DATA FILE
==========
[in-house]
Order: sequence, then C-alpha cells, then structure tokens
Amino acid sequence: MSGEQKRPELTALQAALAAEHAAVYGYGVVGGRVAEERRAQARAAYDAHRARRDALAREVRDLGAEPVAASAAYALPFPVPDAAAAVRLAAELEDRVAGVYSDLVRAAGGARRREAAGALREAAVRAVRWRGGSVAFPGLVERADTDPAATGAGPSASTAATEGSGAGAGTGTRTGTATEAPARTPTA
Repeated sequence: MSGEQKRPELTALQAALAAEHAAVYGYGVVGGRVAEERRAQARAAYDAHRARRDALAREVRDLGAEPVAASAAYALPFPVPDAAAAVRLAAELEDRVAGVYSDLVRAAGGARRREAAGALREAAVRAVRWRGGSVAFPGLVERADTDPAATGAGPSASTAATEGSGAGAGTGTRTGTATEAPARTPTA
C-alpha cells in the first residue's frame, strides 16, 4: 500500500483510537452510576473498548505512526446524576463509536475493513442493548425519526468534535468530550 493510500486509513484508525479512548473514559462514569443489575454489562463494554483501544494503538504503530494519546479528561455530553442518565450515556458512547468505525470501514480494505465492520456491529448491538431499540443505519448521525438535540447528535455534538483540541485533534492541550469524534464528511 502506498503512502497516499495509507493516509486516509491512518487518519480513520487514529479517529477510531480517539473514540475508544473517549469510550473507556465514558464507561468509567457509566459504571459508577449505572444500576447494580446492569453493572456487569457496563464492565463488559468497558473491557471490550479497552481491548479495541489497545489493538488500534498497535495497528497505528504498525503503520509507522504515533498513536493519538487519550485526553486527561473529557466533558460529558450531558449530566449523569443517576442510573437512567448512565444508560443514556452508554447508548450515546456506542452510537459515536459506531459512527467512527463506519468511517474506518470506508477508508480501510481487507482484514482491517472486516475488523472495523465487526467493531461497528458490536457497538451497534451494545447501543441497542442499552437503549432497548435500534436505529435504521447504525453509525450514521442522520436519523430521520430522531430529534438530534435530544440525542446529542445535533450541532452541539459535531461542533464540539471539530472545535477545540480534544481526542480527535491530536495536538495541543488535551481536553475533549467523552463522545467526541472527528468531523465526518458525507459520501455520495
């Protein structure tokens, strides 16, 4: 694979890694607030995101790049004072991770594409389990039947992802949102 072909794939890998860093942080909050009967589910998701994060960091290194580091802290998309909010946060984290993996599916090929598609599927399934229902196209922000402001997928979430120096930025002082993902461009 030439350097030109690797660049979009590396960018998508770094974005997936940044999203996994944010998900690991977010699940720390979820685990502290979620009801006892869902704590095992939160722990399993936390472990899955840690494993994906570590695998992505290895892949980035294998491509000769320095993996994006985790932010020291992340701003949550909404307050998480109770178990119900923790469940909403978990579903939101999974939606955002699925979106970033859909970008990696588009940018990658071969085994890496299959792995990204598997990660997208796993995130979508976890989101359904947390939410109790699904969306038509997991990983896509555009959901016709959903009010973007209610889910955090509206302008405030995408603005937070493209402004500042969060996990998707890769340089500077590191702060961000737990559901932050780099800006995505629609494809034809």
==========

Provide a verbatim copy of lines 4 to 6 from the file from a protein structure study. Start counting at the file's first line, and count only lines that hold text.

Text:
Repeated sequence: MSGEQKRPELTALQAALAAEHAAVYGYGVVGGRVAEERRAQARAAYDAHRARRDALAREVRDLGAEPVAASAAYALPFPVPDAAAAVRLAAELEDRVAGVYSDLVRAAGGARRREAAGALREAAVRAVRWRGGSVAFPGLVERADTDPAATGAGPSASTAATEGSGAGAGTGTRTGTATEAPARTPTA
C-alpha cells in the first residue's frame, strides 16, 4: 500500500483510537452510576473498548505512526446524576463509536475493513442493548425519526468534535468530550 493510500486509513484508525479512548473514559462514569443489575454489562463494554483501544494503538504503530494519546479528561455530553442518565450515556458512547468505525470501514480494505465492520456491529448491538431499540443505519448521525438535540447528535455534538483540541485533534492541550469524534464528511 502506498503512502497516499495509507493516509486516509491512518487518519480513520487514529479517529477510531480517539473514540475508544473517549469510550473507556465514558464507561468509567457509566459504571459508577449505572444500576447494580446492569453493572456487569457496563464492565463488559468497558473491557471490550479497552481491548479495541489497545489493538488500534498497535495497528497505528504498525503503520509507522504515533498513536493519538487519550485526553486527561473529557466533558460529558450531558449530566449523569443517576442510573437512567448512565444508560443514556452508554447508548450515546456506542452510537459515536459506531459512527467512527463506519468511517474506518470506508477508508480501510481487507482484514482491517472486516475488523472495523465487526467493531461497528458490536457497538451497534451494545447501543441497542442499552437503549432497548435500534436505529435504521447504525453509525450514521442522520436519523430521520430522531430529534438530534435530544440525542446529542445535533450541532452541539459535531461542533464540539471539530472545535477545540480534544481526542480527535491530536495536538495541543488535551481536553475533549467523552463522545467526541472527528468531523465526518458525507459520501455520495
């Protein structure tokens, strides 16, 4: 694979890694607030995101790049004072991770594409389990039947992802949102 072909794939890998860093942080909050009967589910998701994060960091290194580091802290998309909010946060984290993996599916090929598609599927399934229902196209922000402001997928979430120096930025002082993902461009 030439350097030109690797660049979009590396960018998508770094974005997936940044999203996994944010998900690991977010699940720390979820685990502290979620009801006892869902704590095992939160722990399993936390472990899955840690494993994906570590695998992505290895892949980035294998491509000769320095993996994006985790932010020291992340701003949550909404307050998480109770178990119900923790469940909403978990579903939101999974939606955002699925979106970033859909970008990696588009940018990658071969085994890496299959792995990204598997990660997208796993995130979508976890989101359904947390939410109790699904969306038509997991990983896509555009959901016709959903009010973007209610889910955090509206302008405030995408603005937070493209402004500042969060996990998707890769340089500077590191702060961000737990559901932050780099800006995505629609494809034809």